Personally, I feel like critics were way too harsh on this movie at the time. I remember liking it well enough as a kid, and I still found plenty of positives to enjoy upon a re-watch. For most of the movie, the CG stays pretty reserved: I still think that the invisibility effect looks pretty solid. Also, the practical effects used for Mr. Hyde (when they are used) look great. I’m also a big fan of the production designed, which has garnered the film a bit of a cult following due to its steampunk aesthetic. I particularly adore the interpretation of Captain Nemo’s Nautilus. It is just cool.
All of that said, there are a fair share of issues with the film, to say the least. The CGI gets way out of control as the film goes on, climaxing in a ridiculous battle between Mr. Hyde and a…bigger Mr. Hyde? It looks absolutely awful. The plot also starts to unravel after the twist, and pacing goes completely awry heading into the third act. When Sean Connery starts staring at a tiger for a few seconds in the snow, and you can’t help but wonder where the hell the story went.
In a recent post on “Van Helsing,” I mentioned a lot of similarities between that one and this one. So, how do they compare? Let’s start with a few of the similarities.
First: is RIchard Roxburgh a better villain in “LXG” or “Van Helsing”? I think this one has to go hands down to “LXG”: Roxburgh’s Dracula is just plain awful. He’s hammy, but not hammy enough, and doesn’t come off as threatening in any way. Q in “LXG” is at least mysterious, and I liked his costume design pretty well.
Second: which has the better Jekyll/Hyde? I have to give this one to “LXG” as well: while the CG bits of Hyde do look awful, there are also a few moments of really solid-looking practical effects on the character. In “Van Helsing,” it is all bad. However, he also isn’t a central character to that story, which is worth noting.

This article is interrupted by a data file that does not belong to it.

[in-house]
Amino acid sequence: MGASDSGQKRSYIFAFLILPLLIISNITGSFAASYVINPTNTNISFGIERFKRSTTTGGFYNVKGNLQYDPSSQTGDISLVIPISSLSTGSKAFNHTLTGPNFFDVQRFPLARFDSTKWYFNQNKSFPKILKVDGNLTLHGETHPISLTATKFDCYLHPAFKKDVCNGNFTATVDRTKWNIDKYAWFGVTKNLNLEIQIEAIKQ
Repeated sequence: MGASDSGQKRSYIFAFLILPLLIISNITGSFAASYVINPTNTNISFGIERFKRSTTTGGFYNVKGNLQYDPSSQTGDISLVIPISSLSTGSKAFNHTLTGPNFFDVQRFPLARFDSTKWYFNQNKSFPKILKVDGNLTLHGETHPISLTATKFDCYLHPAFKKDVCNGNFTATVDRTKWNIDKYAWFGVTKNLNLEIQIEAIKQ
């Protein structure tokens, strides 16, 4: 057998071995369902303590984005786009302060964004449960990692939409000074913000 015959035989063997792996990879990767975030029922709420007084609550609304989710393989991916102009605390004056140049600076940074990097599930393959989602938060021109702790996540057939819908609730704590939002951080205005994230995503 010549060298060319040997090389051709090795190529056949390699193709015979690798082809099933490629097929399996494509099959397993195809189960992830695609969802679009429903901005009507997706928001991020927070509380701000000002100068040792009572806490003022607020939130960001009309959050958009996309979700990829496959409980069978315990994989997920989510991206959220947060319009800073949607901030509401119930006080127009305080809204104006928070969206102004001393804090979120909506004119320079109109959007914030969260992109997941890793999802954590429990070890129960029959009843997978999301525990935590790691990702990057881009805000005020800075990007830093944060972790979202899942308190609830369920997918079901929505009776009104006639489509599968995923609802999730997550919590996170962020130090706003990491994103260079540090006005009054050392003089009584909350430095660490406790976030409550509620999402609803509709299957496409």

Third: which has the better cast of characters? Both movies are built on the concept of throwing a bunch of existing characters together. As far as appearances go, this go to “LXG” again. As fun as the Universal monsters are, Frankenstein’s monster is the only one who looks any good in “Van Helsing.” On the the flip side, “LXP” offers better execution on the team members: the invisible man effect, Nemo’s costume design, and the moments of practical Hyde all particularly stand out. However, it is also hard to argue that the League is more fun in concept than the Monster Mash bunch.
“Van Helsing” is overall a more fun movie to watch. However, it isn’t nearly as polished across the board as “LXP.” On a quality level, I think “LXP” gets the nod, but not by a whole lot. It is still a bit of a train wreck, but it is at least occasionally passable. However, “LXP” is also way too subdued, touching on being outright boring. There is a lot of standing around, which doesn’t happen in “Van Helsing.” There may be awful CGI and horrendous accents, but things are consistently happening in that movie. Overall, I think it is too close to call.
If it weren’t for all of the interesting background, I wouldn’t recommend the “League of Extraordinary Gentlemen” to people. Again, there are things I like about it, but the product on the whole is a bit south of mediocre. I don’t think it is the legendary failure that some critics hail it as, but it is certainly not good.